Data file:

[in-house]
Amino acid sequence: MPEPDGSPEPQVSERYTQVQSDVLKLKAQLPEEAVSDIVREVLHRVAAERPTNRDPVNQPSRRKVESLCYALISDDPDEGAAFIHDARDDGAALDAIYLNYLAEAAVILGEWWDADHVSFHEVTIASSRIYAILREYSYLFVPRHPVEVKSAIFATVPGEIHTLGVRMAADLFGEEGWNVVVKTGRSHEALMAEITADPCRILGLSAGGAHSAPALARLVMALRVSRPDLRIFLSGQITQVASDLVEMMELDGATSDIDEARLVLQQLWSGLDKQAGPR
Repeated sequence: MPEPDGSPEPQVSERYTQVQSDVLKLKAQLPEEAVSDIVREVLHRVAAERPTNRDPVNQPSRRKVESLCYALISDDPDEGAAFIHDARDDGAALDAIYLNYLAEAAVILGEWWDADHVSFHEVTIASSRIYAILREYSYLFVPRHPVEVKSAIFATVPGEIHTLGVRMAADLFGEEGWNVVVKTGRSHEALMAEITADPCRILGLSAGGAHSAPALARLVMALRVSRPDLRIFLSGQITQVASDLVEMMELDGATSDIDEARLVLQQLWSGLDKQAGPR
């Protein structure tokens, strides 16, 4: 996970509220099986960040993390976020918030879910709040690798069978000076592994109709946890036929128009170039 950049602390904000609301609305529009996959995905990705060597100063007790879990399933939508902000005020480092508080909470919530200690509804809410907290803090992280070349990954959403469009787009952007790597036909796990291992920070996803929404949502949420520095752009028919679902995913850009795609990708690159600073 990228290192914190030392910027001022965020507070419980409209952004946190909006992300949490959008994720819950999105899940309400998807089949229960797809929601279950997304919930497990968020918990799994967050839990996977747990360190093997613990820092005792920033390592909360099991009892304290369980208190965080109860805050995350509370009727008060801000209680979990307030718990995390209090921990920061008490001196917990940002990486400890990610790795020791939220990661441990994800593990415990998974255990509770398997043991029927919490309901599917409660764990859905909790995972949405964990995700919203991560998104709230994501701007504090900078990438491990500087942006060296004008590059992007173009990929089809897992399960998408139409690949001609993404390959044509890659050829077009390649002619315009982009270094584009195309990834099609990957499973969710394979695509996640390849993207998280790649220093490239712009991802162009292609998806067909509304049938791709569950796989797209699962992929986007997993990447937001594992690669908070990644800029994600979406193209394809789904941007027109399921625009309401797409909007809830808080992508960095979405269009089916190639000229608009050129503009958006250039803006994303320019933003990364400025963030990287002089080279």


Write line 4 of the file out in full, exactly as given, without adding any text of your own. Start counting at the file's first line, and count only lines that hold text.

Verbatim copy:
């Protein structure tokens, strides 16, 4: 996970509220099986960040993390976020918030879910709040690798069978000076592994109709946890036929128009170039 950049602390904000609301609305529009996959995905990705060597100063007790879990399933939508902000005020480092508080909470919530200690509804809410907290803090992280070349990954959403469009787009952007790597036909796990291992920070996803929404949502949420520095752009028919679902995913850009795609990708690159600073 990228290192914190030392910027001022965020507070419980409209952004946190909006992300949490959008994720819950999105899940309400998807089949229960797809929601279950997304919930497990968020918990799994967050839990996977747990360190093997613990820092005792920033390592909360099991009892304290369980208190965080109860805050995350509370009727008060801000209680979990307030718990995390209090921990920061008490001196917990940002990486400890990610790795020791939220990661441990994800593990415990998974255990509770398997043991029927919490309901599917409660764990859905909790995972949405964990995700919203991560998104709230994501701007504090900078990438491990500087942006060296004008590059992007173009990929089809897992399960998408139409690949001609993404390959044509890659050829077009390649002619315009982009270094584009195309990834099609990957499973969710394979695509996640390849993207998280790649220093490239712009991802162009292609998806067909509304049938791709569950796989797209699962992929986007997993990447937001594992690669908070990644800029994600979406193209394809789904941007027109399921625009309401797409909007809830808080992508960095979405269009089916190639000229608009050129503009958006250039803006994303320019933003990364400025963030990287002089080279």